In the Marine Hospital service, medical officers are now required to employ metric weights and measures for all medical and pharmacal purposes, and in this little pamphlet are contained rules and tables for the conversion of quantities according to apothecaries' weight and measure into quantities according to the metric system. The work will interest physicians and pharmacists, and will probably be of service in hastening the general adoption of the metric system in the United States.

Sound and the Telephone. By C. J. Blake, M. D. Pp. 12.

In this paper, which was read before the British Society of Telegraph Engineers, the author states in part the result of experiments made for the purpose of measuring the vibrations of the disks of the Bell telephone, and determining the loss of power sustained in the transmission of sound. He further compares the vibrations of the telephone-disk with those of the human tympanum membrane.

American College Directory (1878). St. Louis: C. H. Evans & Co. Pp. 111. Price, 10 cts.

This volume contains a list of all the colleges, seminaries, special schools, etc., in the United States, and gives in brief much essential information concerning each; for instance, the number of teachers and pupils, number of volumes in the library, value of scientific apparatus, value of buildings, etc.

Annual Report of the New York Meteorological Observatory (1877). By D. Draper, Director. Pp. 32.

An important feature of this report is Mr. Draper's remarks upon the rainfall of New York City. It has been found by observation that there was an increase of rain from the date of commencing the observatory records till 1869, and after that year a steady decrease. The question now arises, "Does the rainfall of New York still diminish, will it continue to do so, and does this variation occur in the early or late portion of the year?" To which the author replies that from his study of the subject "it appears that the rainfall of this city will most probably continue to decrease by fluctuations for several years to come, and that the variations are nearly the same in the two portions of the year."

The Former and Present Number of our Indians. By G. Mallery. From "Proceedings of the American Association." Pp. 27.

Some Common Errors respecting the North American Indians. Same author. From "Bulletin of the Philosophical Society of Washington." Pp. 6.

The errors here exposed and corrected by Mr. Mallery have regard first to the color of the aborigines: they are not "red," nor "copper-colored." Their real prevailing color is brown. Second error: the opinion that the Indian believes in a "Great Spirit." Their common religious system is "polydemonism." Third error: that the aboriginal race is rapidly becoming extinct; the author holds that they are rather on the increase.

Opening of the Lewis Brooks Museum. At the University of Virginia, June 27, 1878. Richmond: Printed by order of the Board of Visitors. Pp. 60.

The University of Virginia is indebted to the late Lewis Brooks, of Rochester, New York, for the fine Natural History Museum—building and specimens—which was opened during the present year. The pamphlet before us gives a brief history of the founding of the institution, and contains an address on "Man's Age in the World," by James C. Southall, author of the work entitled "Epoch of the Mammoth."

Deep-Sea Soundings. A Lecture by Lieutenant-Commander T. F. Jewell, U. S. N., Claremont, N. H.: Manufacturing Company print. Pp. 63.

The first material improvement made in deep-sea sounding instruments was the employment, by Lieutenant Walsh, U. S. N., of a steel wire in place of a hempen cord; that was about thirty years ago. Since then sounding has received much attention from naval officers and scientific men, and so numerous are the devices contrived for the purpose of exploring the bottom of the sea, that the author of the above-named address finds it necessary, with a view to presenting a clear history of the subject within the ordinary limits of an evening lecture, to confine himself to the achievements, in this field, of our own countrymen. From a perusal of the address, it is seen that American inventive genius has played an important part in the improvement of sounding-instruments.


Parks and Gardens of Paris considered in Relation to the Wants of other Cities and of Public and Private Gardens. By W. Robinson. F. L. S. With numerous Illustrations. New York: Macmillan. Pp. 572. $7.50.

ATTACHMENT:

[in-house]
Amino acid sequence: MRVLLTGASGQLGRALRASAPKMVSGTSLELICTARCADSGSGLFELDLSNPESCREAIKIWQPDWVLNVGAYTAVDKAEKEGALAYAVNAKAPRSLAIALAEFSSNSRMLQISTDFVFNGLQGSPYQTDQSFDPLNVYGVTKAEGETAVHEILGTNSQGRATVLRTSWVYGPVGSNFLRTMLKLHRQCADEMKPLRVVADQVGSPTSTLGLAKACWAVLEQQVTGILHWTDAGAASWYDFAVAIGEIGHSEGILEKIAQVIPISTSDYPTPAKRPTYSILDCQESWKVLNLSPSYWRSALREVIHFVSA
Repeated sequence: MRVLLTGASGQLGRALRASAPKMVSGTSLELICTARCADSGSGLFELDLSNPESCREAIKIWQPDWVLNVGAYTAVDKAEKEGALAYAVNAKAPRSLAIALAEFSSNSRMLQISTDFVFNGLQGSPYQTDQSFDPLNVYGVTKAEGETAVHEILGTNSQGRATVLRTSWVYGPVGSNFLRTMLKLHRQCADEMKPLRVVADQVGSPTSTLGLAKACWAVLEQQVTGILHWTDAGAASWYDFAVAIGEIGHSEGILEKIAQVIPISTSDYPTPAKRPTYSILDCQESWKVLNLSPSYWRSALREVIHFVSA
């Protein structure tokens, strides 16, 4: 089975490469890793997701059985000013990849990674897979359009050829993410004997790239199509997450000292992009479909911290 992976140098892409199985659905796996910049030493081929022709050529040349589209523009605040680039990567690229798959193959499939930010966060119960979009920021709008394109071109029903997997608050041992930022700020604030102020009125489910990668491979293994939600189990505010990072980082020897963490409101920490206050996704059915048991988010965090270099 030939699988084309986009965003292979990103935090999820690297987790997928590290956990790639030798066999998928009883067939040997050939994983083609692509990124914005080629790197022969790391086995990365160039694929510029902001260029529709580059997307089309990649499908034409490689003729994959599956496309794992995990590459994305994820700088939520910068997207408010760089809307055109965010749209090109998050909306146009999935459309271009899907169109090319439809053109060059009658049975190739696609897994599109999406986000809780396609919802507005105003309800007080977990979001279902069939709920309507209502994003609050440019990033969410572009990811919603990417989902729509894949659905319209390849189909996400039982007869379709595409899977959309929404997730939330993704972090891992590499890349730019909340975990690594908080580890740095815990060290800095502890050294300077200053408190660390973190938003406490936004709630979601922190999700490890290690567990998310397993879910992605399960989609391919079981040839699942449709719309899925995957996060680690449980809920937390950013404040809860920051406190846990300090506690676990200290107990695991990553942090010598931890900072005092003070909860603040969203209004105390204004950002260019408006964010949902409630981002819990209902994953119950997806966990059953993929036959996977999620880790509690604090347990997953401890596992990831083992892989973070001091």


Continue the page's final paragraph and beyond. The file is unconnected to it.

American Ornithology; or, The Natural History of the Birds of the United States. By Alexander Wilson and Charles Lucian Bonaparte. Illustrated with Plates engraved from Drawings from Nature. Philadelphia: Porter & Coates. Three volumes in one. Pp. 1178. $7.50.

Life of George Combe, Author of "The Constitution of Man." By C. Gibbon. London: Macmillan. 2 vols. Pp. 335 and 404. $8.

A Candid Examination of Theism. By Physicus. Boston: Houghton, Osgood & Co. Pp. 215. $2.50.

What is the Bible? By J. T. Sunderland. New York: Putnams. Pp. 189. $1.

Goethe: Faust—Erster Theil. Edited, with an Introduction and Notes, by J. M. Hart. Same publishers. Pp. 257. $1.25.

The Ethics of Spiritualism. By H. Tuttle. Pp. 155. 60 cts.

Ferns in their Homes and Ours. By J. Robinson. With Plates and Woodcuts. Salem: S. E. Cassino. Pp. 194. $1.50.

Evolution evolved. A Part of "The Problems of Human Life here and hereafter." By Wilford. New York: Hall & Co. Pp. 132. 50 cts.

Central Ohio Scientific Association. Urbana: Saxton & Brand print. Vol. I., Part 1. Pp. 100, with Plates.

Geography of Kentucky. By W. J. Davis. New York: Van Antwerp, Bragg & Co. Pp. 16, with Map and Woodcuts.

American Journal of Mathematics. Pure and Applied. New York: Sold by Van Nostrand. Vol. I., No. 3.

Eleventh Annual Report of the Trustees of the Peabody Museum of American Archæology and Ethnology. Cambridge: Printed by order of the Trustees. Vol. II., Ko. 2. Pp. 280, with Illustrations.

Observations and Orbits of the Satellites of Mars, with Data for Ephemerides in 1879. By A. Hall. Washington: Government Printing-Office. Pp. 46.

Origin of Comets. By H. A. Newton. From American Journal of Science. Pp. 15.

Selenide of Bismuth. By J. W. Mallet. From American Journal of Science. Pp. 3. Production of Magnesian Nitride by Smothered Combustion of Magnesium in Air. Same author. Pp. 2.

Palæolithic Implements from the Glacial Drift in the Valley of the Delaware, near Trenton, New Jersey. By Dr. C. C. Abbott. From the "Report of the Peabody Museum." Salem: Printed at the Salem Press. Pp. 32.

Fermented Liquors. By Dr. A. J. Howe. Pp. 8.

Manual Education. By Prof. C. M. Woodward. St. Louis: G. I. Jones & Co. Pp. 31.

Report on Cold-rolled Iron and Steel. By R. H. Thurston. Pittsburg: Printed by Stevenson, Foster & Co. Pp. 109, with Plates.

Rate of Earthquake-Wave Transit. By E. Mallet. From Philosophical Magazine. Pp. 4.

A Mass of Meteoric Iron from Augusta County, Virginia. By J. W. Mallet. From American Journal of Science. Pp. 2.

Contributions to Natural History. By R. E. C. Stearnes. San Francisco. Pp. 6.

Electric Constitution of our Solar System. By J. Ennis. From "Proceedings of the Academy of Natural Sciences of Philadelphia." Pp. 17.

Some Seleniocyanates; Electric Estimation of Mercury; Some Specific Gravity Determinations. By P. W. Clarke. From American Journal of Science. Pp. 6.

Illinois State Laboratory. Circular of Information. Springfield: State Register print. Pp. 14.